On April 14, 2000, Lions Gate Films released American Psycho in theatres. Bale was later approached to make a cameo appearance in another Bret Easton Ellis adaptation, The Rules of Attraction, a film loosely connected to American Psycho, but he declined out of loyalty to Harron's vision of Bateman, which he felt could not be properly expressed by anyone else. In 2000, he again played a villain, this time in John Singleton's Shaft.
Bale has played an assortment of diverse characters since 2001. His first role after American Psycho was in the John Madden adaptation of the best-selling novel Captain Corelli's Mandolin. Bale played Mandras, a Greek fisherman who vied with Nicolas Cage's title character for the affections of the desirable Pelagia (Penelope Cruz). Captain Corelli's Mandolin was Bale's second time working with John Hurt, after All the Little Animals.
From 2002 to 2003, Bale starred in three feature films. Laurel Canyon (2002) was generally well received by critics. This film also marked the second time he worked with actress Kate Beckinsale, his costar in Prince of Jutland (1994). Critics generally focused on star Frances McDormand's performance over the rest of the cast.
Reign of Fire was Bale's first action vehicle and had, compared to all his previous work, an immense budget estimated at US$95,000,000. Bale entered into negotiations about starring in the film with reservations, but director Rob Bowman convinced him to take the lead role. Bale starred as Quinn Abercromby opposite Matthew McConaughey's Denton Van Zan. Bale and McConaughey trained for their respective roles by boxing and working out.
Equilibrium was Bale's third film of 2002, costing US$20 million to produce but earning just over US$5 million worldwide. In Equilibrium, Bale played John Preston, an elite law enforcer in a dystopian society. Equilibrium featured a fictional martial art called Gun Kata that combined gunfighting with hand-to-hand combat. According to moviebodycounts.com, the character of John Preston has the third most on-screen kills in a single movie ever with 118, exactly half of the movie's total of 236.
After a year's hiatus, Bale returned in 2004 to play Trevor Reznik, the title character in the psychological thriller The Machinist. Bale gained attention for his devotion to the role and for the lengths to which he went to achieve Reznik's emaciated, skeletal appearance. He went without proper rest for prolonged periods, and placed himself on a crash diet of generally coffee and apples, which reduced his weight by 63 pounds (4 st 4 lb/27 kg) in a matter of months. By the end of filming Bale weighed only 121 pounds (8 st 9 lb/55 kg), a transformation he described as "very calming mentally" and which drew comparisons to Robert De Niro's alternate weight-gaining regimen for his role as Jake LaMotta in the 1980 film Raging Bull. Bale claimed that he had not worked for a period of time before he was cast in the film. "...I just hadn't found scripts that I'd really been interested in. So I was really dying for something to arrive. Then when this one did, I just didn't want to put it down. I finished it and, upon the kind of revelation that you get at the end, I immediately wanted to go back and re-visit it, to take a look at what clues I could have gotten throughout". The Machinist was a low-budget production, costing roughly US$5 million to produce, and was given only a limited US release. It was well received critically with the review tallying website Rotten Tomatoes reporting that 75% of the critics' reviews tallied were positive.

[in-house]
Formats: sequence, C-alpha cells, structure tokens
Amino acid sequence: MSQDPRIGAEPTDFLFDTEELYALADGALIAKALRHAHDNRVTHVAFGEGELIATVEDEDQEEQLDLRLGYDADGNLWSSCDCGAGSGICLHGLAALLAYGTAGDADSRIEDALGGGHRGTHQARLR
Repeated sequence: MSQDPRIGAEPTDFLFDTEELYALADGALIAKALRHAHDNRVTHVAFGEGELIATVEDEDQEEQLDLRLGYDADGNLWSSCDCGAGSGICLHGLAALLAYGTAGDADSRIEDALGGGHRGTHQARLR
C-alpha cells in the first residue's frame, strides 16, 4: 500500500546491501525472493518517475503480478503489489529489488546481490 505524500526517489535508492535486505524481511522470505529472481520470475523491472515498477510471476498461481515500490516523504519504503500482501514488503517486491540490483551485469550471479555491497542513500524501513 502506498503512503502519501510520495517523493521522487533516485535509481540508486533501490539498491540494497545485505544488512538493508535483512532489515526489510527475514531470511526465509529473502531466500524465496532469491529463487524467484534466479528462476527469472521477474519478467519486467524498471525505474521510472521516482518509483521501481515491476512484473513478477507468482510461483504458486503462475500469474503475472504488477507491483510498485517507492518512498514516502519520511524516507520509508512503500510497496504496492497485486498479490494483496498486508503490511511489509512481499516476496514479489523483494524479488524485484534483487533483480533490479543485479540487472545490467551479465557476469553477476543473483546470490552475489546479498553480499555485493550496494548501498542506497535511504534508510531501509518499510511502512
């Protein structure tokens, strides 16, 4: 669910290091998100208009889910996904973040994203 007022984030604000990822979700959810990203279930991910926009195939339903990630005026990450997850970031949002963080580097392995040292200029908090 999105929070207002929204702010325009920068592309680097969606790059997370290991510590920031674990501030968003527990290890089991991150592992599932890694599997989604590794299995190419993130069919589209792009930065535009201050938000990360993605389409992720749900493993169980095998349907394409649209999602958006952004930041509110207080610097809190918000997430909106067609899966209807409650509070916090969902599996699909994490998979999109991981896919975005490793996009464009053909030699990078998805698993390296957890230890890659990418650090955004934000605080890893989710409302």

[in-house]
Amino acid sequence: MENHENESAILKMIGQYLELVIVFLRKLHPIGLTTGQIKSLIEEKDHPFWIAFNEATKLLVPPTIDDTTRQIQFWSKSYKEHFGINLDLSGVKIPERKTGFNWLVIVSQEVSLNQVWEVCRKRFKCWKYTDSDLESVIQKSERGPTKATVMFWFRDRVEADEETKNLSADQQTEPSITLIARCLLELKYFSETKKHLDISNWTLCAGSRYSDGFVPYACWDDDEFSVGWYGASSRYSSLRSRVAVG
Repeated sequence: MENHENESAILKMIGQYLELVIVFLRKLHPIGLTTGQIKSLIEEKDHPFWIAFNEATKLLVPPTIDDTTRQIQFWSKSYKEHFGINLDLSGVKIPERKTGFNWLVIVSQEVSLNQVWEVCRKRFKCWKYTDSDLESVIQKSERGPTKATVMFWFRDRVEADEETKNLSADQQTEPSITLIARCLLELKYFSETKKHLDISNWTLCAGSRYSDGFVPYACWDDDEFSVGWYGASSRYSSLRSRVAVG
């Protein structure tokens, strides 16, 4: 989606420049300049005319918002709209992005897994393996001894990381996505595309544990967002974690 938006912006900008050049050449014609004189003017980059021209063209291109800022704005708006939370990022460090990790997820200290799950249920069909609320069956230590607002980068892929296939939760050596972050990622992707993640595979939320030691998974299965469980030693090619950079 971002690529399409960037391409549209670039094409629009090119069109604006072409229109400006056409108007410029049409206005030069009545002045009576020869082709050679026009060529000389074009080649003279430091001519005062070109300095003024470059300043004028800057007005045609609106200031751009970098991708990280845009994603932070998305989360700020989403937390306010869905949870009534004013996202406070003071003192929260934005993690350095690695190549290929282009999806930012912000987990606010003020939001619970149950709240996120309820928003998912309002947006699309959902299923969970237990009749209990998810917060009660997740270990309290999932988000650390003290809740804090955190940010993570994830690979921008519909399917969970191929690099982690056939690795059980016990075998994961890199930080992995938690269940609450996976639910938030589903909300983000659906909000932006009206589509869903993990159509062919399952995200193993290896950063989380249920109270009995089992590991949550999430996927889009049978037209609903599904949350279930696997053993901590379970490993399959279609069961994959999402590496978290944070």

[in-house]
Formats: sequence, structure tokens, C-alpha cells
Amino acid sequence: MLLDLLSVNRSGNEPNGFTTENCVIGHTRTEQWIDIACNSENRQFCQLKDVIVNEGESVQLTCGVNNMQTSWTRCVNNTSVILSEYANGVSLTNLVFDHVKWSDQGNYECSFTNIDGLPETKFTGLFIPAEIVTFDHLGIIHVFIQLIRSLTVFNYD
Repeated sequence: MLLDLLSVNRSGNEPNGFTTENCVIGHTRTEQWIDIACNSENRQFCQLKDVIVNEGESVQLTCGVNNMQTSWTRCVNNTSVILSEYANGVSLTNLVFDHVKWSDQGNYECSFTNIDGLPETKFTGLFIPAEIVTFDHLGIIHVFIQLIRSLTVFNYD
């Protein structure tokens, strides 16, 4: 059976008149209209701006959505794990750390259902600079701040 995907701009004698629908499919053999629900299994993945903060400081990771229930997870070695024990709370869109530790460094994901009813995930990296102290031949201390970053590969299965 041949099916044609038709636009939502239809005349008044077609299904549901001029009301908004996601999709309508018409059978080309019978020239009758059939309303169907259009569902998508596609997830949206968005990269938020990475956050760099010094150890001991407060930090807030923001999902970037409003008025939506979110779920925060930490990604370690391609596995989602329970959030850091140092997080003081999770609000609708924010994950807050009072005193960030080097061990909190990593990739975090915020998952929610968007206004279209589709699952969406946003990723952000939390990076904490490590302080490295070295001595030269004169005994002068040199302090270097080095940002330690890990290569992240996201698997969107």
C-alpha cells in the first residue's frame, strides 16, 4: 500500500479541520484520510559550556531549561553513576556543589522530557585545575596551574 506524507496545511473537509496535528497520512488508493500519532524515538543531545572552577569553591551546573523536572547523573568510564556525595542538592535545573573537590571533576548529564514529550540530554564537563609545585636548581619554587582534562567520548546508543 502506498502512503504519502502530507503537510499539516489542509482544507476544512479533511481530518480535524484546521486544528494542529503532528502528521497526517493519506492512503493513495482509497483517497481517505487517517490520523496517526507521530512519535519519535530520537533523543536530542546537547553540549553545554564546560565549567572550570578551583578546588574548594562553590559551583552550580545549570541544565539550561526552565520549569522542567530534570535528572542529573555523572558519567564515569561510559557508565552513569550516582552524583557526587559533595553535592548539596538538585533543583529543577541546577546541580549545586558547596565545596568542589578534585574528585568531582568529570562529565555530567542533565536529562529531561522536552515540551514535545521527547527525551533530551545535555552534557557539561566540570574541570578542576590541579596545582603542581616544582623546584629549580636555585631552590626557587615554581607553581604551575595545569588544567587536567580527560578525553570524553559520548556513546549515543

Bale, an admirer of Hayao Miyazaki's Spirited Away, was then cast as the voice of the title character, Howl, in the English language dub of the Japanese director's fantasy anime adventure Howl's Moving Castle, an adaptation of Diana Wynne Jones's children's novel. Its profits in the US were US$4,711,096, a fraction of its worldwide gross (US$235,184,110).
It was reported that Bale had previously auditioned for the role of Robin in Batman Forever (1995) and later Batman and Robin (1997), but lost out to Chris O'Donnell. However, this rumor was later dispelled by Bale himself in a magazine interview in 2008. In 2004, after completing filming for The Machinist, Bale won the coveted role of Batman and his alter ego Bruce Wayne in Christopher Nolan's Batman Begins, a reboot of the Batman film series. Bale beat out Jake Gyllenhaal, the closest competition for the role.
Still fresh off The Machinist, it became necessary for Bale to bulk up to match Batman's muscular physique. He was given a deadline of six months to do this. Bale recalled it as far from a simple accomplishment: "...when it actually came to building muscle, I was useless. I couldn't do one push up the first day. All of the muscles were gone, so I had a real tough time rebuilding all of that." With the help of a personal trainer, Bale succeeded in meeting the deadline, gaining a total of 100 lb (45 kg) in six months. He went from about 130 lbs to 230 lbs. He then discovered that he had actually gained more weight than the director desired, and dropped his weight to 190 lbs by the time filming began.